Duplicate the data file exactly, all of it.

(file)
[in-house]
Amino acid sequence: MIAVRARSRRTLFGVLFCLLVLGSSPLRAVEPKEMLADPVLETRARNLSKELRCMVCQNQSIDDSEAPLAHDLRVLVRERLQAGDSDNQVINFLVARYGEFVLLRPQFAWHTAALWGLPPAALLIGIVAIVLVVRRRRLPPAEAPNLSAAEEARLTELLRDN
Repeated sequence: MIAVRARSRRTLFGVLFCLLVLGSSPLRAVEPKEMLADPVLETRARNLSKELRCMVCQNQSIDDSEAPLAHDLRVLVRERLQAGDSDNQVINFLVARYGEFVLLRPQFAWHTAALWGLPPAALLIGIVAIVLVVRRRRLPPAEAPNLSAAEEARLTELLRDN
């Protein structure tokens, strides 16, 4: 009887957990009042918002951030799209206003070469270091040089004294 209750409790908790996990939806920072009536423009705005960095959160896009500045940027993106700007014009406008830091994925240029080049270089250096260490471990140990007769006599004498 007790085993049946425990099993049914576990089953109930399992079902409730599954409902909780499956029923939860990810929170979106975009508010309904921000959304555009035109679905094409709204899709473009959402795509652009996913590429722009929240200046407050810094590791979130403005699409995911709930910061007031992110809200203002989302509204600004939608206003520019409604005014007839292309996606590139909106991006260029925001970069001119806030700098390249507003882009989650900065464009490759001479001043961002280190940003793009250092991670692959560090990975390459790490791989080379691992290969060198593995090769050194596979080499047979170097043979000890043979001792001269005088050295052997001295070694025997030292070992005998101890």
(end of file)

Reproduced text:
[in-house]
Amino acid sequence: MIAVRARSRRTLFGVLFCLLVLGSSPLRAVEPKEMLADPVLETRARNLSKELRCMVCQNQSIDDSEAPLAHDLRVLVRERLQAGDSDNQVINFLVARYGEFVLLRPQFAWHTAALWGLPPAALLIGIVAIVLVVRRRRLPPAEAPNLSAAEEARLTELLRDN
Repeated sequence: MIAVRARSRRTLFGVLFCLLVLGSSPLRAVEPKEMLADPVLETRARNLSKELRCMVCQNQSIDDSEAPLAHDLRVLVRERLQAGDSDNQVINFLVARYGEFVLLRPQFAWHTAALWGLPPAALLIGIVAIVLVVRRRRLPPAEAPNLSAAEEARLTELLRDN
């Protein structure tokens, strides 16, 4: 009887957990009042918002951030799209206003070469270091040089004294 209750409790908790996990939806920072009536423009705005960095959160896009500045940027993106700007014009406008830091994925240029080049270089250096260490471990140990007769006599004498 007790085993049946425990099993049914576990089953109930399992079902409730599954409902909780499956029923939860990810929170979106975009508010309904921000959304555009035109679905094409709204899709473009959402795509652009996913590429722009929240200046407050810094590791979130403005699409995911709930910061007031992110809200203002989302509204600004939608206003520019409604005014007839292309996606590139909106991006260029925001970069001119806030700098390249507003882009989650900065464009490759001479001043961002280190940003793009250092991670692959560090990975390459790490791989080379691992290969060198593995090769050194596979080499047979170097043979000890043979001792001269005088050295052997001295070694025997030292070992005998101890």